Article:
Given the current state of haredi leadership, it is quite clear to anyone with a pair of working eyes that those leaders 'honestly committed to Toras Moshe' shouldn't be fawned over.

      This is why studying Tanach is important. It reminds us that, although Gemara is important, the books of Nach show us that it is actually only of secondary importance when it comes to assessing what it means to be a good Jew.

    12. Fozzie, you are right in some aspects and wrong in others. There most definitely was halacha in the time of Tanach, just not written down but rather Torah sheba'al peh. It was not "some version of the Sabbath", it was the actual Sabbath. The neviim indeed don't talk much about halacha. That's because the Jews were doing worse things, such as serving avoda zara.

      But that doesn't mean that one who violatea halacha would be considered an observant Jew, he most certainly would not. But back then there were worse problems, that is what the neviim dealt with.

    13. It was the actual Sabbath, but it didn't look that much like it does nowadays. There weren't nearly as many derabbanans. You could probably do whatever you wanted as long as you did it with a shinuy.

    14. Mr. Truth, your reply to me was more measured and even-tempered than your initial post, so thanks for that.

      Just to clarify - "being overly frum" for Shaul indeed included being merciful to those whom Hashem had decreed should die, but often referred to being overly concerned with korbanos and the Mikdash in general. It is not against the Torah in any specific way, nor was it against an explicit nevu'a, for the people to want to bring korbanos and to want to support the Mikdash, yet neviim still said that that stuff should take a back seat to Tzedek U'Mishpat.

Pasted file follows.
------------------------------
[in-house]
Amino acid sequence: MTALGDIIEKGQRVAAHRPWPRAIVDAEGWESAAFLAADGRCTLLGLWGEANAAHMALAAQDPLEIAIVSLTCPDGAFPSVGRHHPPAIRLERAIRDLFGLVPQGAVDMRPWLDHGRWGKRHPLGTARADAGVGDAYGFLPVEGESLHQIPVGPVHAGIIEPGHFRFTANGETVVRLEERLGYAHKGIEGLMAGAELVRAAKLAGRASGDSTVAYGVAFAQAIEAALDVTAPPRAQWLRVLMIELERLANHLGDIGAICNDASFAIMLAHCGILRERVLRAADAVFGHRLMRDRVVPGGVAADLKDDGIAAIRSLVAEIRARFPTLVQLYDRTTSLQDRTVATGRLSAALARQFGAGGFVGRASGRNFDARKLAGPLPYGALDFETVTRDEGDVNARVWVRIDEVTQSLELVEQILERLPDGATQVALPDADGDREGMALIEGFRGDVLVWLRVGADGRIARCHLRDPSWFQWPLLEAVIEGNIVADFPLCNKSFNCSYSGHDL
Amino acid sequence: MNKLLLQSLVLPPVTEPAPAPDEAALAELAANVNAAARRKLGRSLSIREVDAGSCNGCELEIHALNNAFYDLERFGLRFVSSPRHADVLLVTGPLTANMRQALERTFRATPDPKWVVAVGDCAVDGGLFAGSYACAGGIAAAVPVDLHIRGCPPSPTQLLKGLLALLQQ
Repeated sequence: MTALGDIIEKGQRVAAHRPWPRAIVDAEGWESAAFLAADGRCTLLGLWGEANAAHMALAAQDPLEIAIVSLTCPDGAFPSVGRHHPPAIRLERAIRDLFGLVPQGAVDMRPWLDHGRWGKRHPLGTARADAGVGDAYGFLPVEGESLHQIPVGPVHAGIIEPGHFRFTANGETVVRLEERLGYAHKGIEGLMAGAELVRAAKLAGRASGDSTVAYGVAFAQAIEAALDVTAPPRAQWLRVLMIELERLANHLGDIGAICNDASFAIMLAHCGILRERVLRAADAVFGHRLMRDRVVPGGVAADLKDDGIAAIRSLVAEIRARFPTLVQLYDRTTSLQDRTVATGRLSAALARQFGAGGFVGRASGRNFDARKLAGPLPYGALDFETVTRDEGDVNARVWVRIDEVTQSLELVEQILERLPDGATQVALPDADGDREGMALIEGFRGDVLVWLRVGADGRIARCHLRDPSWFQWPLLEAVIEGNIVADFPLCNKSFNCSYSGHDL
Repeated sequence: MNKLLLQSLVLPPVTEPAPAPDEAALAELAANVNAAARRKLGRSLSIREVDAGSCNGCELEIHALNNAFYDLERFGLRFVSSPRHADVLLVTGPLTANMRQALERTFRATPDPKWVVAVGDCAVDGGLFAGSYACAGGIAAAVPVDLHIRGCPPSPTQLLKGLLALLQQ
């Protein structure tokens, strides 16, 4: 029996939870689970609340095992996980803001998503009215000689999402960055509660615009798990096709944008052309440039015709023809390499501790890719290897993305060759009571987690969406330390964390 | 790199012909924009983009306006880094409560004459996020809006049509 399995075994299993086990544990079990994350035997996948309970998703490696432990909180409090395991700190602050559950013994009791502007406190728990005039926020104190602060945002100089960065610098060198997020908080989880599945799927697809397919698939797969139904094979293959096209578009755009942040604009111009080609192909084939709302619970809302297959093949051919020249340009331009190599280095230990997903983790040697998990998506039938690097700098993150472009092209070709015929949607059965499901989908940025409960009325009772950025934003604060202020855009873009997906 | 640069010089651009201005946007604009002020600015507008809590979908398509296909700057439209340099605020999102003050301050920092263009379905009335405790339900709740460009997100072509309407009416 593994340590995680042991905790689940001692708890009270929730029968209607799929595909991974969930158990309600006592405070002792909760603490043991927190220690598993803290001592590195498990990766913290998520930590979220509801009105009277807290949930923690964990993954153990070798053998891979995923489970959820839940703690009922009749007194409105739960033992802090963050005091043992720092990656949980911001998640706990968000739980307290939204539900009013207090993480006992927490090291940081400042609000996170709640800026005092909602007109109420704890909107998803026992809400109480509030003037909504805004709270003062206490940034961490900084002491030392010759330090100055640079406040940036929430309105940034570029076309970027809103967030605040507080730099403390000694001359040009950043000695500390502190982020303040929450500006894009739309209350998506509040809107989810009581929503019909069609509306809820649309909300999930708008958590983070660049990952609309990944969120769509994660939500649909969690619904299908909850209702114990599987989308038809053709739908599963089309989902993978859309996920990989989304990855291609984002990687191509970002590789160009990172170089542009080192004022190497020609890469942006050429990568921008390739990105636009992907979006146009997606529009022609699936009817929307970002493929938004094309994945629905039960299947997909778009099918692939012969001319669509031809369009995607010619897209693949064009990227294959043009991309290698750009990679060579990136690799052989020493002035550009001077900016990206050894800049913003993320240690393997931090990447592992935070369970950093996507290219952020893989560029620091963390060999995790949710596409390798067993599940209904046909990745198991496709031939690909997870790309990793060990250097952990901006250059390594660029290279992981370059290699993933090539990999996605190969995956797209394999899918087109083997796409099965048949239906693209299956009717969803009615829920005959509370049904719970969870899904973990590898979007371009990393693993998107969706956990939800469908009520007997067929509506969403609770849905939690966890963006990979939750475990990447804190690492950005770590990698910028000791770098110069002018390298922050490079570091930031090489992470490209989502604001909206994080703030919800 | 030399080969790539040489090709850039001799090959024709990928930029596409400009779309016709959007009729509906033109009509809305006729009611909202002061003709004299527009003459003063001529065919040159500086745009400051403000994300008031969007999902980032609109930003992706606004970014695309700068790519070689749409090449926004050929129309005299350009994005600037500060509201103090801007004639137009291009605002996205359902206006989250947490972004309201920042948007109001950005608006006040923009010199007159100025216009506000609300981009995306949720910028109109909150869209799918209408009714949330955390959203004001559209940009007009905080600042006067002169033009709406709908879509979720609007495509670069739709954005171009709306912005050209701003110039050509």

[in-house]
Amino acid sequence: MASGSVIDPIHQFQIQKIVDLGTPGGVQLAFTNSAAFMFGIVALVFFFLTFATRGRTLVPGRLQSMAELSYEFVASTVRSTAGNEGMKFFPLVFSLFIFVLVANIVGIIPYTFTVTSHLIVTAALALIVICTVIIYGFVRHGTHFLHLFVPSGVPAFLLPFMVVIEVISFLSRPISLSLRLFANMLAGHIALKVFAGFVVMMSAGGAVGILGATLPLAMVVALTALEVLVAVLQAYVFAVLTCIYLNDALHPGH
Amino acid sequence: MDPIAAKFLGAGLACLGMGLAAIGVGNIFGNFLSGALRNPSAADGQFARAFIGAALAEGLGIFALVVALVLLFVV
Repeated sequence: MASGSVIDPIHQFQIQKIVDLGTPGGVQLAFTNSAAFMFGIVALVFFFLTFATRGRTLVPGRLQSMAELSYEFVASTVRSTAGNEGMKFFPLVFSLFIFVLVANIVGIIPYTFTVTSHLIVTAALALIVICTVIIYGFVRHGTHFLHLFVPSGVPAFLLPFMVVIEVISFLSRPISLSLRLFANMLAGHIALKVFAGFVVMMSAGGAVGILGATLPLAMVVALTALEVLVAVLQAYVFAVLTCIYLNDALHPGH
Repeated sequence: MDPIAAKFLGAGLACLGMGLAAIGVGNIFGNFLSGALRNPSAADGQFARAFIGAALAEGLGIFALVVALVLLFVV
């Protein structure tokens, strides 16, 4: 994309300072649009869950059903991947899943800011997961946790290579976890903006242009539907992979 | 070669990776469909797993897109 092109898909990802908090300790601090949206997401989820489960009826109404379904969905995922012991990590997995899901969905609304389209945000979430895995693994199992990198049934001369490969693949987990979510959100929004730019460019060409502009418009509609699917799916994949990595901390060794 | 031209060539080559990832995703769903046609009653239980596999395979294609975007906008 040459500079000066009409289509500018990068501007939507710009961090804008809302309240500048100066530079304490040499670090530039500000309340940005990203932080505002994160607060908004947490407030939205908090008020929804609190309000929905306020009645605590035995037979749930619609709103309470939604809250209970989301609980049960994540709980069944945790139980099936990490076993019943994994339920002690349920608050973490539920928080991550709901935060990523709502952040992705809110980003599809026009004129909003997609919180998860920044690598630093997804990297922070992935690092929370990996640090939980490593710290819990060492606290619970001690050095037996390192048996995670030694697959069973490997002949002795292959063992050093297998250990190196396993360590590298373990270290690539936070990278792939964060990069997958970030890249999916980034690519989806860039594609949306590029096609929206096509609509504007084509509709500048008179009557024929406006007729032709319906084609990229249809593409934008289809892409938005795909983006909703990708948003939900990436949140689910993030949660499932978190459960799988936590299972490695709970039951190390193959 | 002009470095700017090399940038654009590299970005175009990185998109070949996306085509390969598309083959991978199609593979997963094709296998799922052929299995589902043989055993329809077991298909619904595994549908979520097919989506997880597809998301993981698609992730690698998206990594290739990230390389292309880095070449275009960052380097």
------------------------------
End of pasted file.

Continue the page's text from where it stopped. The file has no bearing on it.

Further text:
Of course, if you are going to say that these people were going against Yirmiyahu's word and therefore dvar Hashem, then we're gonna argue about No True Scotsman and this conversation is over. Today we live without a Navi, and therefore that aspect of the interaction is not one we can replicate.

  7. I'm for voting for Bibi. Bibi saved the country and protects us from the real threat: the Arabs. It's bad enough when our allies support our enemies.

  8. "Bibi or not Bibi??" Okay guys, you keep a lookout, I'll bring the slings and arrows. :-)

  9. (Mrs. Shevin observes that "Bibi" is two "Bi," so the sentence can be read... I can't bring myself to say it.)

  10. We need Bibi, because Bibi built the wall and without it we would be flooded by immigrants.

    1. I thought the wall was to keep out terrorists, not immigrants. No matter what Trump says, they are not the same.